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dave_59

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Everything posted by dave_59

  1. Hi Linc, Your code works correctly on three other EDAPlayground simulators.
  2. @ljepson74, All you have to do is import uvm_pkg::uvm_enum_wrapper; and you've got this handy little class to use, you don't even need to have a class based testbench.
  3. Verbosity has already been processed before you get to the report catcher. https://accellera.mantishub.io/view.php?id=7211
  4. The UVM field macros do not handle OOP very well, and is one of the many reason we do not recommend using them. It would be much simpler and more efficient to use the streaming operator exactly as you wrote it in a do_pack method.
  5. The link answers the question on how to apply a distribution to any set of constraints. The dist construct only works with explicit values.
  6. https://verificationacademy.com/forums/systemverilog/distributed-weightage-constraint#reply-46525
  7. You always incur overhead for automation. Performance rapidly deteriorates as you introduce dependencies with other random variables. For example, suppose you need 8 unique values between 10 and 20. You are going be calling $urandom_range many extra times throwing away values that don't meet the constraints. And it becomes very difficult to know when there are no solutions, and you end up in infinite loops looking for solutions that are very hard to find or don't exist. This is what a constraint solver does for you. Since constraints are tied to the class inheritance system, they provide
  8. Give your error message a unique ID. Use set_report_severity_id_override to change the severity of that ID from UVM_ERROR to UVM_INFO. Then call get_id_count at the end of your test to make sure it's non-zero.
  9. The return code usually indicates successful completion of the tool and is unrelated to completion of the test. Non-zero return codes would be OS specific error codes. The SystemVerilog standard way of indicating pass/fail status is using the $info/$warning/$error/$fatal messages. Most tools are essentially catch the UVM reports and convert them to one of the SystemVerilog messages. They also have a way of detecting the most severe message issued during a run and you can use that information for determining pass/fail status.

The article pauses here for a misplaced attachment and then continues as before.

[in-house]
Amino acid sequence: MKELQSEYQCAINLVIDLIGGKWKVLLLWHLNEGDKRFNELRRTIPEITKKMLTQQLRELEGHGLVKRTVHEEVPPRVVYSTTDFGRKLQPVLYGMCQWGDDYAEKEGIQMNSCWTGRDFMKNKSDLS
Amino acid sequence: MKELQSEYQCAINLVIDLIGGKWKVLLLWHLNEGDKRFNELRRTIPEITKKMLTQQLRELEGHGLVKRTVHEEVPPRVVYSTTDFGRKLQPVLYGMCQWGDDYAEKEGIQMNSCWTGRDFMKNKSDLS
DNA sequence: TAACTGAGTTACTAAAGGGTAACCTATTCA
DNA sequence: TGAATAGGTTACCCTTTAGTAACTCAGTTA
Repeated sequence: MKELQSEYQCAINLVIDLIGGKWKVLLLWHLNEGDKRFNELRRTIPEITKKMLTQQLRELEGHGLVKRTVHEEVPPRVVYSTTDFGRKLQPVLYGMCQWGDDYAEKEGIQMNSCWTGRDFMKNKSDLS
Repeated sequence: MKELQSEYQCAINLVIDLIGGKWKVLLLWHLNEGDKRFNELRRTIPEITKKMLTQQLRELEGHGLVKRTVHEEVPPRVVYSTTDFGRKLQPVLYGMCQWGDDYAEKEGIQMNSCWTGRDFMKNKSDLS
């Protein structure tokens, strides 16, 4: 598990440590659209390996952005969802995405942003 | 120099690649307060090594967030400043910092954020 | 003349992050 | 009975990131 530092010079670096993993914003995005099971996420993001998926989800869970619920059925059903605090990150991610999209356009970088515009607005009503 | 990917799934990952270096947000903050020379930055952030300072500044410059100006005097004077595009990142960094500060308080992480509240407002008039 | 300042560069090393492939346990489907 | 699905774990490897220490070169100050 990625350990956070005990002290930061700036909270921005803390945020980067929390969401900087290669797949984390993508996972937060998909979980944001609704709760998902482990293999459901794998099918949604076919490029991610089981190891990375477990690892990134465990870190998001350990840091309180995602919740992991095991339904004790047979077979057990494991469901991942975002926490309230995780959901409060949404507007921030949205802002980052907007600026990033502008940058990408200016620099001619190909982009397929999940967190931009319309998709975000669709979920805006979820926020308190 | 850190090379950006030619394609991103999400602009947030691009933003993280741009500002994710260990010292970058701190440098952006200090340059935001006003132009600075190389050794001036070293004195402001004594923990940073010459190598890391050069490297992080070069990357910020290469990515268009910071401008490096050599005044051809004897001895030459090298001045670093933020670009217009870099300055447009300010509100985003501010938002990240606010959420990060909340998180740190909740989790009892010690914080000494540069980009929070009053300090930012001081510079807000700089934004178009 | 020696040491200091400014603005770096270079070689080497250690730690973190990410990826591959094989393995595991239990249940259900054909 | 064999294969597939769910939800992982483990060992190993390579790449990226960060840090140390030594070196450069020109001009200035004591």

10. This was recently discussed here. The assertion should fail because disable_assert is false at the start of the attempt.
  11. Works for me in Questa, and in the VCS on edaplayground.com. I mean I get no compilation errors, did not check the functionality of your code. Maybe you are using an older version, Also, I suggest using *.SystemVerilog as file extension of using *.v and -sverilog switch. That helps keep legacy Verilog files working.
  12. I think the problem is with EDAplayground.com appending extra characters at the end of each line. Look carefully at the error messages coming from each tool and you'll see a good explanation of the problem. I believe Aldec is incorrectly ignoring that extra character, so it appears that it is "working".
  13. This works for me in Modelsim/Questa. Note that the newline has been escaped and the resulting string will be displayed as a single line. If you want a newline embedded in the string, you need to add \n.
  14. The syntax is assert ( randomize(index) with { index inside { [1:5] } ; } ) else begin It's the same {} as if you wrote named constraint block. Each constraint within the {} needs to be terminated with a semi-colon constraint range_constraint { index inside { [1:5] } ; }
  15. Questa, like most simulation tools, has a built-in package that will interpret uvm_report_warning as $warning, uvm_report_error as $error, etc. If you do not use that built-in package, then all UVM reports are just simple $display statements. The severity of a failing assertion by default is error, but you can change that by putting a different severity task like $warning in the fail action block. The final TESTSTATUS of a simulation is determined by the most severe message issued during that simulation.
  16. The LRM considers the clocking block output declaration as the assignment to the signal data. The statement cb.data <= value is not a direct assignment to data. Checking this at run-time rather than statically would be a severe performance penalty for all assignments. A modport would not help. You either need to change data to a wire, or conditionally compile/generate the clocking block. Chris Spear is a Synopsys employee and mainly has access to VCS. From my experience with other joint customers, VCS is not performing any assignment checks regardless of whether the clocking block is dri
  17. Questa will also generate an error because the code is illegal as the error message reports. The DUT connection makes a continuous assignment to data, and the clocking block output is consider a procedural assignment to data. Declare data as a wire instead. See http://go.mentor.com/wire-vs-reg for an explanation of why you can;t mix procedural and continuous assignments to the same signal.
  18. You will have to download the UVM kit from the Accellera site and compile it yourself. I don't recall if the student version supports DPI, so you may need to compile it with +define+UVM_NO_DPI
  19. That's not completely correct. The Starter/Student editions will support classes. but not calls to class.randomize(), covergroups, or assertions. So you could create some basic UVM structures.
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